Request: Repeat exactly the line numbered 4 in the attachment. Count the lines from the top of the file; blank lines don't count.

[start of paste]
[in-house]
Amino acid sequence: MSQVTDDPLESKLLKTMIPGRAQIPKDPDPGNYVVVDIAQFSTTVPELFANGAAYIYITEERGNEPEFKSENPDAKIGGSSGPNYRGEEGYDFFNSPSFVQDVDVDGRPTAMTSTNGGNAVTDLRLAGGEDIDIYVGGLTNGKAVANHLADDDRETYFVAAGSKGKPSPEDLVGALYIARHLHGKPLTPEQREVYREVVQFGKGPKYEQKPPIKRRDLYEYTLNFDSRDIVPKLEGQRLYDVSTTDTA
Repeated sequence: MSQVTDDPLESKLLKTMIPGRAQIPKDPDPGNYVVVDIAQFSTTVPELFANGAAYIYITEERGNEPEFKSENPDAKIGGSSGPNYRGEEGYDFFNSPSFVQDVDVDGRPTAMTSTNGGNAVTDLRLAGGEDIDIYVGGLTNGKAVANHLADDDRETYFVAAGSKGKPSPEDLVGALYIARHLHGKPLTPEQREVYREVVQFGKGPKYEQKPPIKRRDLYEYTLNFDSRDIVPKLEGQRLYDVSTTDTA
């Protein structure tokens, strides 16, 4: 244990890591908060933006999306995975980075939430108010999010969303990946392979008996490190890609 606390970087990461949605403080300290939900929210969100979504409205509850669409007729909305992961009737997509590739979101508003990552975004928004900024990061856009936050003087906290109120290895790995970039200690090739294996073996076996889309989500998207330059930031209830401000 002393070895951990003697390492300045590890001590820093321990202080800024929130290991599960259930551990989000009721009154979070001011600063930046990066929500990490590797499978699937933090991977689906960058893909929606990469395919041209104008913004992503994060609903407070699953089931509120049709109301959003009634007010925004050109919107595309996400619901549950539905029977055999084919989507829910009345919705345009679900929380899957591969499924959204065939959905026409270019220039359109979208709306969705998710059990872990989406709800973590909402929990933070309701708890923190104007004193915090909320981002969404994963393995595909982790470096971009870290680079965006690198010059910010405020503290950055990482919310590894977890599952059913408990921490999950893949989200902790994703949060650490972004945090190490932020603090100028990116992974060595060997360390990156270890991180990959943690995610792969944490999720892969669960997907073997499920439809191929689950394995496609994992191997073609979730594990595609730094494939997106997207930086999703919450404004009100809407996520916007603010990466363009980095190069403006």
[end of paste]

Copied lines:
């Protein structure tokens, strides 16, 4: 244990890591908060933006999306995975980075939430108010999010969303990946392979008996490190890609 606390970087990461949605403080300290939900929210969100979504409205509850669409007729909305992961009737997509590739979101508003990552975004928004900024990061856009936050003087906290109120290895790995970039200690090739294996073996076996889309989500998207330059930031209830401000 002393070895951990003697390492300045590890001590820093321990202080800024929130290991599960259930551990989000009721009154979070001011600063930046990066929500990490590797499978699937933090991977689906960058893909929606990469395919041209104008913004992503994060609903407070699953089931509120049709109301959003009634007010925004050109919107595309996400619901549950539905029977055999084919989507829910009345919705345009679900929380899957591969499924959204065939959905026409270019220039359109979208709306969705998710059990872990989406709800973590909402929990933070309701708890923190104007004193915090909320981002969404994963393995595909982790470096971009870290680079965006690198010059910010405020503290950055990482919310590894977890599952059913408990921490999950893949989200902790994703949060650490972004945090190490932020603090100028990116992974060595060997360390990156270890991180990959943690995610792969944490999720892969669960997907073997499920439809191929689950394995496609994992191997073609979730594990595609730094494939997106997207930086999703919450404004009100809407996520916007603010990466363009980095190069403006």